Thank you for choosing to participate in a Pfizer clinical trial. We appreciate your strength and commitment because, without people like you, life-changing breakthroughs would not be possible. Now, we want to offer some information as you begin your clinical trial.
Because all clinical trials are different, how best to prepare for yours will depend on your study. Below are some things to consider and suggestions to keep in mind.
Tips for a smooth start to your
Here are some things to consider now that you have signed the informed consent document, completed screening, and been enrolled in your clinical trial.
If you have any questions about your clinical trial, contact the study team at the location where you’re enrolled. The informed consent document for your study also provides detailed information about the study, including contact information for the study team.
Put important study information and instructions you’ve been provided, including your informed consent document, in a place where you can easily access them during the study. You can look back at this information about study activities and other aspects of the study.
Keep in mind your rights as a clinical trial participant. These are also explained in the informed consent document.
Explore how people in your life can support you as you participate in the clinical trial.
Consider setting up notification reminders (such as on your personal mobile device) to help you remember important study activities.
Clinical trials: A team effort
As you enrolled in your clinical trial, you met the clinical study team at the location where you are participating, including the principal investigator and study coordinator. This team will be your primary point of contact during your clinical trial. Watch the video below to learn about the different people who help make clinical trials happen.
People like you who participate in clinical trials and make clinical research possible.
The person or organization that initiates a clinical trial and is responsible for the way it is conducted. The sponsor interacts with regulatory agencies such as the FDA. The sponsor may be an individual or a pharmaceutical company, such as Pfizer. It could also be a government agency, academic institution, or private organization.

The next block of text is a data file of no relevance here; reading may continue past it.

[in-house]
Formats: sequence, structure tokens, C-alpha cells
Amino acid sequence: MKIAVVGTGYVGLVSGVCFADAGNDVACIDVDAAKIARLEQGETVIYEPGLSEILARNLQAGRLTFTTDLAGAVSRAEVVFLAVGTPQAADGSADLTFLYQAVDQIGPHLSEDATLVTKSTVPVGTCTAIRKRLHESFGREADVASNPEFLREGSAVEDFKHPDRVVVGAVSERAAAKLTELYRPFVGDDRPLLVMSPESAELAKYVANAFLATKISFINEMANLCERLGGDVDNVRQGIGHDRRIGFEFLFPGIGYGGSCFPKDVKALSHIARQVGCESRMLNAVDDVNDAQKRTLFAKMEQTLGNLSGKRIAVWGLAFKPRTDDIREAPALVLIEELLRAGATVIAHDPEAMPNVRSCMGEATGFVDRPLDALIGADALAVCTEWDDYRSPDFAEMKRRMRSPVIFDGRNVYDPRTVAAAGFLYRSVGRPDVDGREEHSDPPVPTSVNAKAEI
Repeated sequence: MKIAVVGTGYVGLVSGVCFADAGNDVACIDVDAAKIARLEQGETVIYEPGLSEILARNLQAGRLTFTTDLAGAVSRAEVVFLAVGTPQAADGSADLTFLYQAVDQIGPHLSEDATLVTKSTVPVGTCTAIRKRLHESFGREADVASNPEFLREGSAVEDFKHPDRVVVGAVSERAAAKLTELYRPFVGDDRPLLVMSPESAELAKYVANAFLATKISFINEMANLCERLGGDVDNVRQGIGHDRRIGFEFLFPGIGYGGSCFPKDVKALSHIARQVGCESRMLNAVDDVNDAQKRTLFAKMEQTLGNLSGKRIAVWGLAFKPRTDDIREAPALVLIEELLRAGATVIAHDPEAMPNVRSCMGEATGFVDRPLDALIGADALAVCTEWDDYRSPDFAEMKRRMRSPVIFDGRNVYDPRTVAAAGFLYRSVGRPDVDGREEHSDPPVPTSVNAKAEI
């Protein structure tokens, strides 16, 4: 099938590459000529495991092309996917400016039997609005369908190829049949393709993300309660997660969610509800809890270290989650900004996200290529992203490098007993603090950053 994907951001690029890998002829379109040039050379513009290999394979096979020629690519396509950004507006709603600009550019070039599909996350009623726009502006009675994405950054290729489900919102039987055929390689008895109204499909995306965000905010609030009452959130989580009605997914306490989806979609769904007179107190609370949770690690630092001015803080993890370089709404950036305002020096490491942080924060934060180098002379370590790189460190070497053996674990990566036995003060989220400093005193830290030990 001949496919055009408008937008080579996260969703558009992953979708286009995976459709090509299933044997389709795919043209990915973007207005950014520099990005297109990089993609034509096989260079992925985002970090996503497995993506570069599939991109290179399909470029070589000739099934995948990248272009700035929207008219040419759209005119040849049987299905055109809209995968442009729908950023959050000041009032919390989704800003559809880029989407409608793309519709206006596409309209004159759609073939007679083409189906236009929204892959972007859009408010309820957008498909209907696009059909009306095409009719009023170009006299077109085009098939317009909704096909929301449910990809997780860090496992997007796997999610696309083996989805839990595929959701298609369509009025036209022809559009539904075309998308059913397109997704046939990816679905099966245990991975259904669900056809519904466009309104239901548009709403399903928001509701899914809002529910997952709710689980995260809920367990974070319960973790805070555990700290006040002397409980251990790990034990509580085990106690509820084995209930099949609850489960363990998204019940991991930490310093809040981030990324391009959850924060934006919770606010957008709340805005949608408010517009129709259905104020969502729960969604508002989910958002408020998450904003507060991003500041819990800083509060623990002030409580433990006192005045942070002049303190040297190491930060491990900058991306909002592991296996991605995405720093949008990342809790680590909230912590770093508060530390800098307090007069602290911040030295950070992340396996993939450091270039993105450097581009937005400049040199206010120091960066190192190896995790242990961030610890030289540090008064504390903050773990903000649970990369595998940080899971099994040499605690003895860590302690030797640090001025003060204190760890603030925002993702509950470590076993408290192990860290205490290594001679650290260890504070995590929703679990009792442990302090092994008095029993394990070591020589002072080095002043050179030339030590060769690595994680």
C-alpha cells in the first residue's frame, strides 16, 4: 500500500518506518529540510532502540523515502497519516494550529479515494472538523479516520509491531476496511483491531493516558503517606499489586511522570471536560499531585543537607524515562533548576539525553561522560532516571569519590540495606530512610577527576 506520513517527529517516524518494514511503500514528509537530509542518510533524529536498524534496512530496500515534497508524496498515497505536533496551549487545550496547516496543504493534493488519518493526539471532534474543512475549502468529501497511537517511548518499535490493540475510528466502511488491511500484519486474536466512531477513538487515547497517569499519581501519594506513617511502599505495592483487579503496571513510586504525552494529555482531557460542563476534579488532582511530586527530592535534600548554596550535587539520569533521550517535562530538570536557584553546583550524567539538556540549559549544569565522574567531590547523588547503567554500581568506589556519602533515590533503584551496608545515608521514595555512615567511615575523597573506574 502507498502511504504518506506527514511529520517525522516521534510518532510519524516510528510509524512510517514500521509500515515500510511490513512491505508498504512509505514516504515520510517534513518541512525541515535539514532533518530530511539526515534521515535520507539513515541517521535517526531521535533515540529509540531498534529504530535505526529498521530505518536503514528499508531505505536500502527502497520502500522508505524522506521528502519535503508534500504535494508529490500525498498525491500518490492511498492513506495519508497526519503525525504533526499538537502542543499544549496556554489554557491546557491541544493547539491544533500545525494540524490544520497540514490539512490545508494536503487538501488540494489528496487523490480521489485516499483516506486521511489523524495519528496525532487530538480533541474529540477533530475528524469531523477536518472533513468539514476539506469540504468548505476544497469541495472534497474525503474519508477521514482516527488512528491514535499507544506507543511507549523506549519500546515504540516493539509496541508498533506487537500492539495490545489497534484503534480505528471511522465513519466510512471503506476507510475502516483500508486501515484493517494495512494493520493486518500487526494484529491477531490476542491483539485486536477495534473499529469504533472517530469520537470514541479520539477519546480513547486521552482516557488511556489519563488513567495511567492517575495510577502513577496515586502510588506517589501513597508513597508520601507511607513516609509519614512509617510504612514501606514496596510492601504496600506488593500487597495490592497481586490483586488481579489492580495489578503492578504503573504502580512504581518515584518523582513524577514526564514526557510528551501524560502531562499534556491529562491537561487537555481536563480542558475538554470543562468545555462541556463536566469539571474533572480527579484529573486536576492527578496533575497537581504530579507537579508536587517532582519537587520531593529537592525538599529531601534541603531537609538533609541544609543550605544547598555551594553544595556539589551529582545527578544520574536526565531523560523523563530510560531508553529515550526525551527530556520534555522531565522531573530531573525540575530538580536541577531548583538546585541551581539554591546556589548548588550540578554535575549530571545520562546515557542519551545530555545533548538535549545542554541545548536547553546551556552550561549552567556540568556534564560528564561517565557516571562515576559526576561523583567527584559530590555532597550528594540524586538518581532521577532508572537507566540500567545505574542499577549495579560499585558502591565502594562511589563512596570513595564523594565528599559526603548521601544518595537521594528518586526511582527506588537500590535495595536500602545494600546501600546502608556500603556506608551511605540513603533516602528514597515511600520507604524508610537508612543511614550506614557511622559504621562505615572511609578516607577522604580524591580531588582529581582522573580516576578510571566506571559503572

The healthcare professional who conducts the clinical trial at the location where you are enrolled. The principal investigator (study doctor) is responsible and accountable for the conduct of the clinical trial at that location.
A key clinical study team member who is typically your main point of contact throughout the clinical trial.
Frequently Asked Questions
Who should I call if I have a question about my clinical trial?
The study coordinator or another member of the study team at the location where you’re participating is typically your main point of contact throughout the clinical trial. This member can answer many questions about the day-to-day details of the study. Depending on your question, he or she may refer you to other members of the study team, such as the principal investigator, at the location where you’re participating.
What should I do if I experience a side effect?
You should contact the study doctor as soon as the side effect happens. Follow any instructions that he or she provides. The study doctor may determine that you need additional procedures or medicines to help manage the side effects. Additional details of what you should do if you experience a side effect may be explained in the informed consent document for your study.
All side effects should be reported to the study doctor, even if you believe the side effect is mild or that it wasn’t caused by the study medicine. Contact information for the study doctor, including a 24-hour emergency contact number, can be found on study materials you received. These materials include the informed consent document and a medical emergency contact card.
What should I do in the case of a medical emergency?
Seek medical assistance immediately. All participants in Pfizer clinical trials are provided with a medical emergency contact card. You should provide this card to the healthcare professionals caring for you in the emergency. The healthcare professionals can call the phone number on the card to learn about the clinical trial and the study medicine that you are receiving. Additional details of what you should do in an emergency may be explained in the informed consent document for your study.
What type of support is available to me throughout the clinical trial?
The available support depends on your specific study and the location where you’re enrolled. The details are explained in the informed consent document. Examples of support that may be available include transportation to study visits or digital tools to help participants capture study-related activities. The study team is also available to answer any questions you may have.
What happens if I decide I don’t want to continue in the clinical trial?
You are always free to leave a clinical trial at any time and for any reason. If you decide to leave the study, please tell the study doctor so that you can end your participation in the safest way. The study doctor will explain how to return the study medicine and what other steps may occur.
Your decision to stop being in the study will not affect your regular medical care or any benefits to which you are entitled. The informed consent document for your study may provide more details on what happens if your participation in the study ends.
Our commitment to clinical trial participants
To put participant rights, safety, and well-being first — always
To incorporate as much patient input as possible into the design of our clinical trials
To ensure that diverse communities have the opportunity to participate in our clinical trials
To reimburse participants for clinical trial-related expenses such as transportation
To make clinical trial results available to participants